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Federal court overturns order to shut down salmon farms

Court rules former fisheries minister's decision lacked procedural fairness.
A Mowi salmon farm. Mowi has 10 of the 19 salmon farms i nthe Discovery Islands that were order4ed shut down.

Former federal Fisheries and Oceans Minister Bernadette Jordan breached the rights of B.C. salmon farmers to procedural fairness when she ordered all salmon farms out of the Discovery Islands, a Federal Court judge has ruled.

Moreover, the court found that Jordan had “not observed” an injunction that had been granted to salmon farmers, allowing them to continue stocking fish farms with baby salmon while the judicial review made its way through the court. The recent Federal Court ruling enforces that injunction order.

"The BC Salmon Farmers Association is encouraged that the Federal Court has set aside the decision of the minister to remove salmon farming in the Discovery Islands and has upheld the earlier injunction granted on April 5, 2021,” the association said in a released statement.

In December 2020, Jordan announced by news release that 19 salmon farms in the Discovery Islands were to be shut down by June 2022, and that no transfer of fish between hatcheries and farms would be allowed during the 18-month phase-out period. The salmon farmers have complied with the order and have been shutting down their operations in the Discovery Islands.

Though they complied with the order, they filed for a judicial review. On on April 5, 2021, an injunction was granted against Jordan’s ministerial order with respect to the transfer of fish from hatcheries to farms. Basically, it would allow salmon farmers to continue stocking fish farms up until the closure date. It appears Jordan's ministry ignored that injunction. The Federal Court said that the injunction “was not observed by the minister.”

On April 22, Federal Court Justice Elizabeth Heneghan found that Jordan’s order had breached the licence holders’ rights to procedural fairness, as it came without warning or proper consultation and engagement with the industry.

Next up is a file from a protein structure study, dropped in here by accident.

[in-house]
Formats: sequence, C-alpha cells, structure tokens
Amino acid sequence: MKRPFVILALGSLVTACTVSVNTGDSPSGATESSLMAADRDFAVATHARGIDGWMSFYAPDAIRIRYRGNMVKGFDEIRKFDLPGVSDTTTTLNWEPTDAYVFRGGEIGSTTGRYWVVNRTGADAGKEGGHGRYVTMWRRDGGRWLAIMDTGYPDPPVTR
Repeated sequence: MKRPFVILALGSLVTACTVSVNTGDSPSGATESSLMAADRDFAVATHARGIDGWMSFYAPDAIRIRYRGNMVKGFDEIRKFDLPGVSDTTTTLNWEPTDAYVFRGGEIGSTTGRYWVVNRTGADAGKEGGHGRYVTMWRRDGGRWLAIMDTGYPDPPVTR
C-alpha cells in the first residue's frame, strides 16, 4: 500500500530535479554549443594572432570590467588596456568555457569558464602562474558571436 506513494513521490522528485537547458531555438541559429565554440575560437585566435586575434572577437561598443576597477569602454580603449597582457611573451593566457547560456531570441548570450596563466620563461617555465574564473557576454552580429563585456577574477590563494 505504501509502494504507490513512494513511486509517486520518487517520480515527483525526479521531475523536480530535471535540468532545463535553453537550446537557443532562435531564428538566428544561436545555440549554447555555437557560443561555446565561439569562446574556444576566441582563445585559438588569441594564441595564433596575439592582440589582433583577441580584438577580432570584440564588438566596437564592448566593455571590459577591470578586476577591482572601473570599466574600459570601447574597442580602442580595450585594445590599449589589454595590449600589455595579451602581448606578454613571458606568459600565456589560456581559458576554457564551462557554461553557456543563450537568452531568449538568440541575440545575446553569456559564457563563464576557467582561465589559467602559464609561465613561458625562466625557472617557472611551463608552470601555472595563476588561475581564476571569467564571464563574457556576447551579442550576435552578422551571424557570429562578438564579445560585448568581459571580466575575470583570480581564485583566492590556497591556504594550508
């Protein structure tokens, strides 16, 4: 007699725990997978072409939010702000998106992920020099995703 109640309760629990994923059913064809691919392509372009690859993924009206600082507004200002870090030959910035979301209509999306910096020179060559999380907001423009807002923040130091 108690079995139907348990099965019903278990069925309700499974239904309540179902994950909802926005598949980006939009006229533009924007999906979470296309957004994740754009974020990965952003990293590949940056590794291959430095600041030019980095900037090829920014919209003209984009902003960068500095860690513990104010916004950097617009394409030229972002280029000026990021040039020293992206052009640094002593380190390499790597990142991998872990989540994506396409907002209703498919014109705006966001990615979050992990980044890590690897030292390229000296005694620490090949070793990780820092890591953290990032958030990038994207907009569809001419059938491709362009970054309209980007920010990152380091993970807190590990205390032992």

“The decision of the minister will be set aside and the injunction granted on April 5, 2021 will remain in effect,” Heneghan orders in her judgment.

“The applicants have shown that the decision was made in breach of their rights to procedural fairness.”

The decision to order 19 open-net salmon farms shut down in the Discovery Islands was linked to the Cohen Commission, which found that salmon farms in the migration pathways of wild salmon could pose a risk, as they may transmit disease and sea lice to wild salmon.

The Cohen Commission had recommended that the Discovery Islands be cleared of open-net salmon farms, unless the minister of Fisheries and Oceans could be assured that they posed no more than a minimal risk to wild salmon.

That was, in fact, the finding of the federal Canadian Science Advisory Secretariat.

“In response to the recommendations of the Cohen Commission, the Canadian Science Advisory Secretariat produced nine scientific reports,” the federal court judgment notes.

“By September 2020, the common conclusion of the nine reports was that aquaculture in the Discovery Islands poses no more than a minimal risk of harm to the Fraser River Sockeye salmon. The reports were available to the Minister and DFO. DFO does not dispute this conclusion.”

Despite that advice, Jordan ordered 19 salmon farms in the Discovery Islands to be shut down by the summer of 2022. Moreover, she made it without the kind of consultation with licence holders that typically accompany such decisions. Justice Heneghan does not agree with Jordan's assertion that the licence holders had adequate warning or consultation about her decision.

"I do not agree with the minister’s position that the applicants had either constructive or actual notice of her decision regarding renewal of the fish farm licences," Heneghan writes in her decision.

"I also agree with the applicants that they were denied the opportunity to meaningfully respond to concerns."

"The applicants were not privy to the concerns raised by several First Nations, as described in the summary of consultations. They were not apprised of the risk that the fish farms would not be licensed. The fact that a senior employee of DFO was not aware of that possibility underscores the degree of the breach of procedural fairness, relative to the applicants."

Whether the ruling means that all the salmon farms that have already been shut down can now be reinstated is unclear. The Trudeau government's broader mandate with respect to salmon farms in B.C. is to have a plan in place by 2025 to "transition" from open-net fish farms to some undefined alternatives.

“We are still reviewing the decision and determining what this means for the industry and how we will move forward with the First Nations whose territories we operate in,” the BC Salmon Farmers said.